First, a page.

Summary: The luxurious lifestyle of the Mongol emperors makes them lose sight of the well-being of the Chinese. The revolts multiply. Their leader, Zhu Yuanzhang, meets a large army and manages to take Beijing. The last Emperor Yuan fled to Mongolia. Beijing is largely destroyed by fire, the Yuan palace is ruined.

The dynasty of Ming (1368-1644)

Change of capital in Nanjing

Once the Chinese territory reconquered over the Mongols, Zhu Yuanzhang came to power and created a new dynasty, the Ming ("Ming Chao"). It was in 1368 and took the lead under the name of Emperor Hongwu. He chose to establish his capital at Nanjing, because it was from here that his first followers had left, it was the starting point of his conquests. All his military installations were concentrated there. It was also a Chinese city with a long history and Zhu Yuanzhang wanted to restore the identity of the Chinese government, which was also one of the reasons for his choice. He had Nanjing rebuilt and built an imperial palace there, then he strengthened the walls of the city. The palace was built on the basis of an ancient plan of the Tang Dynasty, it was based on astrology and traditional customs. Later, it will serve as a model at the Imperial Palace in Beijing, the famous "Forbidden City".

Summary: Zhu Yuanzhang created the Ming Dynasty, 100% Chinese origin. He abandoned Peking and handed over the capital to Nanjing, which he rebuilt and built another imperial palace, which would serve as a model for the future forbidden city.

The war of succession

Emperor Hongwu had several sons and logically chose the oldest of them for his succession. Unfortunately he died before him, and Hongwu had to fall back on his grandson to ensure his continuation. After Hongwu's death, Hongwu's fourth son, Zhu Di, attacked his nephew and resumed the throne. Zhu Di (1360-1424) became the third Ming emperor in 1402, he is known by his reign name, Yongle, which means "perpetual happiness". He spent the rest of his life trying to prove that he was the legitimate successor and truly the bearer of heaven's mandate, in short, that he had the right to govern. His reign has a lot of eye between construction and destruction.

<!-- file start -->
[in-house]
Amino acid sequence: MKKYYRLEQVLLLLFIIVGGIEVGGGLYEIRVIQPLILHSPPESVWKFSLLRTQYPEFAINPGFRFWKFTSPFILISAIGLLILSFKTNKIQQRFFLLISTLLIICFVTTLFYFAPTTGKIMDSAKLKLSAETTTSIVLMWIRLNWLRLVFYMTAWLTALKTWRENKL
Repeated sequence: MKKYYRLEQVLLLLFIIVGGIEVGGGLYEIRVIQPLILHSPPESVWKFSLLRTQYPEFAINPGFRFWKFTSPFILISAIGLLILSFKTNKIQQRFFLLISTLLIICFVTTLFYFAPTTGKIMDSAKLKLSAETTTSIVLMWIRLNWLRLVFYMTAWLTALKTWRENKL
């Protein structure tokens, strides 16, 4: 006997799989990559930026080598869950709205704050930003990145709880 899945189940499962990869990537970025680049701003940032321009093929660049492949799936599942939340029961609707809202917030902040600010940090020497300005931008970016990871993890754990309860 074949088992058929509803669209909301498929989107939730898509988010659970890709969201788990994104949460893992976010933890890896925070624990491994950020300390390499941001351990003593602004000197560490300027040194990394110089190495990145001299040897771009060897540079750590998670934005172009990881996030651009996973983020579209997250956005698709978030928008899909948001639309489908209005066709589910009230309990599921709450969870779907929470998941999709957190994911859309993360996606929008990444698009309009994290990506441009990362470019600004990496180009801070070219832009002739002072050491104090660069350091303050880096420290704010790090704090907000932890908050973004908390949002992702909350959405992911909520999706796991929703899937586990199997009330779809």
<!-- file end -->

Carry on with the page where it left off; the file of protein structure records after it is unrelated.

Summary: On the death of Zhu Yuanzhang, his son is removed from the throne by his uncle, who becomes the 3rd Ming emperor. The latter reigns under the name of Yongle, it is he who is at the origin of the Forbidden City.

The reign of Yongle

Yongle began his reign with a bloodbath which his nephew's supporters paid for. Throughout his career, he did not hesitate to execute his opponents, without remorse. He was also a builder, and although his father built a brand new palace in Nanjing and spent 21 years building the city's new walls, he decided to move his capital to Beijing. There were a number of reasons for this change, the main one being that in Nanjing he was essentially surrounded by his enemies. In Western monarchies, a usurper is more or less supported by a number of his relatives, and the "coup d'etat" succeeds or not without other consequences. In China, it is more complicated since it is the Gods who establish the ruling lineage. Usurping the throne means going against the Gods, which will inevitably result in a catastrophe. Hence Yongle's determination to prove that he is the legitimate descendant of the Ming Dynasty.

By moving the capital to Beijing, he not only moved his administration, but also his main armed forces, which was not stupid considering that the most serious threats to the Empire resided in the north of the country, the famous Mongol dynasty Yuan. Beijing was easier to defend than Nanjing, which is surrounded by hills allowing enemy fire from everywhere, making the ramparts ineffective.

The decision to move the capital was made in 1403, but the construction of the palace and the new walls did not begin until 1407. In the years following his takeover Yongle preferred to start by stabilizing the country. There were still rebel groups in the south that had flourished during the Yuan Dynasty, and had never recognized the Ming Dynasty. In addition, the robbers had taken advantage of the absence of government to indulge in robberies, or even worse abuses. The protest movements of the North quickly proved that China's canal system had a drastic need for repairs and even reconstruction, so it had to launch these major works to deepen and enlarge the Grand Canal to make communication between Beijing and Jiangnan region more efficient. The Jiangnan region is the area around the Yangtze River, including Nanjing, Suzhou and Shanghai. This region has been and continues to be China's richest region. A Chinese emperor demonstrates that he has the mandate of heaven by avoiding natural disasters and improving the lives of his people. However, in doing these works, the main natural disasters, the floods, were avoided. With the new dynasty came the eradication of corruption, which is still the prerogative of previous governments. The law was renovated, taxation also.

Summary: Yongle undertakes all he can to justify the overthrow of the throne and establish its legitimacy. He chose Beijing as a new capital to get away from his enemies and launched major renovation works of communication infrastructure, especially the canals. Regulating the floods effectively, Yongle becomes legitimate to the throne because the population, believing, believe that the Gods have averted natural disasters through his intervention. It eradicates corruption and reforms the tax system.

Construction of the forbidden city